Forum for Science, Industry and Business

Sponsored by:     3M 
Search our Site:


Many pregnant women not getting enough vitamin D

Prenatal vitamins help, but are not enough for everyone

Seven out of every ten pregnant women in the United States are not getting enough Vitamin D according to a study published in the May issue of the American Journal of Obstetrics and Gynecology. While prenatal vitamins do raise Vitamin D levels during pregnancy, the study shows that higher doses may be needed for many women.

Adit Ginde, MD, MPH, from University of Colorado Denver School of Medicine, lead author of the study said, "We already know Vitamin D is important for bone health of the mother and infant, but we are just starting to scratch the surface about the many potential health benefits of Vitamin D during pregnancy."

The latest study shows that many pregnant women in the United States have insufficient vitamin D levels. For those women, prenatal vitamins do not provide enough vitamin D, and higher doses are needed to raise levels. Women with darker skin, those who cover their skin for religious or cultural reasons and those living further north during winter months are at particularly high risk for lower Vitamin D levels.

"Prenatal vitamins do help raise vitamin D levels, but many women start taking them after becoming pregnant. Although research is ongoing, I think it's best for women to start a few months before becoming pregnant to maximize the likely health benefits," said Ginde.

There is a growing body of evidence that Vitamin D levels have fallen below what's considered healthy in the overall population – likely from decreased outdoor activity. And vitamin D has reemerged as an important nutritional factor in maternal and infant health. Vitamin D deficiency early in life has been linked to increased risk of respiratory infections and childhood wheezing. Lower levels in adults have been linked to cardiovascular disease and specific types of cancer.

The study did find that some women have enough Vitamin D. Study co-author Carlos Camargo, MD, DrPH, from Massachusetts General Hospital cautioned that there may be risks from excessive Vitamin D intake. "We need more data from clinical trials of Vitamin D supplementation in pregnant women. If the ongoing trials continue to show benefit, the best strategy will likely be measuring Vitamin D levels through a simple blood test and choosing supplementation doses according to those levels."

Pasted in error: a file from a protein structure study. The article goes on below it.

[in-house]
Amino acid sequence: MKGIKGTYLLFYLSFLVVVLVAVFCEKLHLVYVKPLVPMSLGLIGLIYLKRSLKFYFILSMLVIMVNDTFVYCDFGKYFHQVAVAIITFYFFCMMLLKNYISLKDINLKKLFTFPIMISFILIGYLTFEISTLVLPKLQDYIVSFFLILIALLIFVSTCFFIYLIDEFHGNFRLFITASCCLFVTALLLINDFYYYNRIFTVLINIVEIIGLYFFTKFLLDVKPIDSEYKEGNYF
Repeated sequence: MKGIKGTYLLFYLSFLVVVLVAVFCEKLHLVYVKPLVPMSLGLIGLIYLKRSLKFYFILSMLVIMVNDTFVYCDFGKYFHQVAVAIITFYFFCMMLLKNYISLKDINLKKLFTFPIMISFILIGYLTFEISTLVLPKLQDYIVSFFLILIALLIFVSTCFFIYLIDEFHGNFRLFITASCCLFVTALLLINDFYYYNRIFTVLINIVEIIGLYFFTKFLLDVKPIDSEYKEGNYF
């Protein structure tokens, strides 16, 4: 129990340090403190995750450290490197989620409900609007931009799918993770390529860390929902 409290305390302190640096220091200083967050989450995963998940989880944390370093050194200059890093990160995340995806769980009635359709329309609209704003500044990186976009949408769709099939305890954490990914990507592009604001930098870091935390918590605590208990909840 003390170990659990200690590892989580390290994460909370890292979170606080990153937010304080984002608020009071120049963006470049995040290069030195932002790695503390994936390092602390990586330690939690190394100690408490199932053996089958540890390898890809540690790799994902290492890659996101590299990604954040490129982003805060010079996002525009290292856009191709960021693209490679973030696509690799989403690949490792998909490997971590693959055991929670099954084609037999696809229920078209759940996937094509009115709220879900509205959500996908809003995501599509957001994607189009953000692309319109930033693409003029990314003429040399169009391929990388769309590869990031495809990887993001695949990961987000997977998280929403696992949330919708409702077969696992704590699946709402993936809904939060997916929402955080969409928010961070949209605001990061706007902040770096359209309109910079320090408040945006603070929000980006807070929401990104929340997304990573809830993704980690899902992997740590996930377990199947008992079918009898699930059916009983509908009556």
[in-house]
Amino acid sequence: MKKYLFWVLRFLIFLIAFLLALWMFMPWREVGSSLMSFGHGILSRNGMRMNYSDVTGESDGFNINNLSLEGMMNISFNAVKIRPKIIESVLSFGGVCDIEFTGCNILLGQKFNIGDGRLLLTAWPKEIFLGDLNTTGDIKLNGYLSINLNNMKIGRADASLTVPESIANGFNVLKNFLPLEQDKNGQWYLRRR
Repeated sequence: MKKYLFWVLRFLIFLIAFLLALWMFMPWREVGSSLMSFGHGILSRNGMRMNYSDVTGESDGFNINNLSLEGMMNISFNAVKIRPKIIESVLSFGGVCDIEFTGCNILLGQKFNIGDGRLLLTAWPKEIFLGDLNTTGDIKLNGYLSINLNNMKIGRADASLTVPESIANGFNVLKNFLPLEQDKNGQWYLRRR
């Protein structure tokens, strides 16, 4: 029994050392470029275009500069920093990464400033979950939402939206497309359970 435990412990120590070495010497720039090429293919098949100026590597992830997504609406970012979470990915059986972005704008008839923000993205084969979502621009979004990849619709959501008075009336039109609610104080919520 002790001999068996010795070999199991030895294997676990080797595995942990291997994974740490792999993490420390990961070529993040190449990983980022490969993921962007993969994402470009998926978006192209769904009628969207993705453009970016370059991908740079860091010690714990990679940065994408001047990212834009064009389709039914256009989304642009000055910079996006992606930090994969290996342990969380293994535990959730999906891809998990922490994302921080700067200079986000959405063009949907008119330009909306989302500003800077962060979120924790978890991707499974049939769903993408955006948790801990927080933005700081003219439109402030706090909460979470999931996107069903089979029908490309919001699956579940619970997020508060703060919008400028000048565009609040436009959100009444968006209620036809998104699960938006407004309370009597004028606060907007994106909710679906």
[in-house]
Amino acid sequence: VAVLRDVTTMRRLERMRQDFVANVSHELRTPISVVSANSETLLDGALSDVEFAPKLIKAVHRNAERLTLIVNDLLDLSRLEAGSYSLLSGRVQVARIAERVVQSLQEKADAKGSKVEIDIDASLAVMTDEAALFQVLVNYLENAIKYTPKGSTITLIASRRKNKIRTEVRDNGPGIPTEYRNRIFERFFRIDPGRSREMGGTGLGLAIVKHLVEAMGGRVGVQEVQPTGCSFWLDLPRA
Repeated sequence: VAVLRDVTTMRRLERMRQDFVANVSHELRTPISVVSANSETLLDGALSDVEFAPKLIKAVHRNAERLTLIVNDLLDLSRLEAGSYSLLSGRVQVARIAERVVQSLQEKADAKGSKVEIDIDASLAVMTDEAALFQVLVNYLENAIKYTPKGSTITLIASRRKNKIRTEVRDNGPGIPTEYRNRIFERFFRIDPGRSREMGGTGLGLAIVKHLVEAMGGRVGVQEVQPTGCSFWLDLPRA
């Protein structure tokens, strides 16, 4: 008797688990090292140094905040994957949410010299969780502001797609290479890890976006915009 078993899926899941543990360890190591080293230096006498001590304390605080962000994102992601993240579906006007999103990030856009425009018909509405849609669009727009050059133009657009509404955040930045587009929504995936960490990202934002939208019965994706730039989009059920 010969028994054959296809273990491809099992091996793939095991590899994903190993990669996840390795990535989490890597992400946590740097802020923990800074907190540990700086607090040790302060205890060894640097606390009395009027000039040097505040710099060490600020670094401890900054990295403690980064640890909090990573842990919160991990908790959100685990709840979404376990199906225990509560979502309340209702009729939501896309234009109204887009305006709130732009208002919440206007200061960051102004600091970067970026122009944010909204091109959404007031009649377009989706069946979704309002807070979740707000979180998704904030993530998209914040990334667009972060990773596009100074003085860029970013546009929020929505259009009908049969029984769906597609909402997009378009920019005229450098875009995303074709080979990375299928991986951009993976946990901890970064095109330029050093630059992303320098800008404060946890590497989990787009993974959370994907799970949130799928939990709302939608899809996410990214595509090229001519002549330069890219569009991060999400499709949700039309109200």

Ginde added, "This tailored approach is common in preventive care for people with high cholesterol, and safer and more effective than a one-size-fits-all solution."

The study team from University of Colorado School of Medicine, Massachusetts General Hospital and Children's Hospital Boston analyzed nationally representative data from 928 pregnant and 5,173 non-pregnant women of childbearing age collected by the Centers for Disease Control and Prevention. This research was supported by the National Institutes of Health.

Faculty at the University of Colorado Denver's School of Medicine work to advance science and improve care. These faculty members include physicians, educators and scientists at University of Colorado Hospital, The Children's Hospital, Denver Health, National Jewish Health, and the Denver Veterans Affairs Medical Center. Degrees offered by the UC Denver School of Medicine include doctor of medicine, doctor of physical therapy, and masters of physician assistant studies. The School is located on the University of Colorado's Anschutz Medical Campus, one of four campuses in the University of Colorado system. For additional news and information, please visit the UC Denver newsroom online.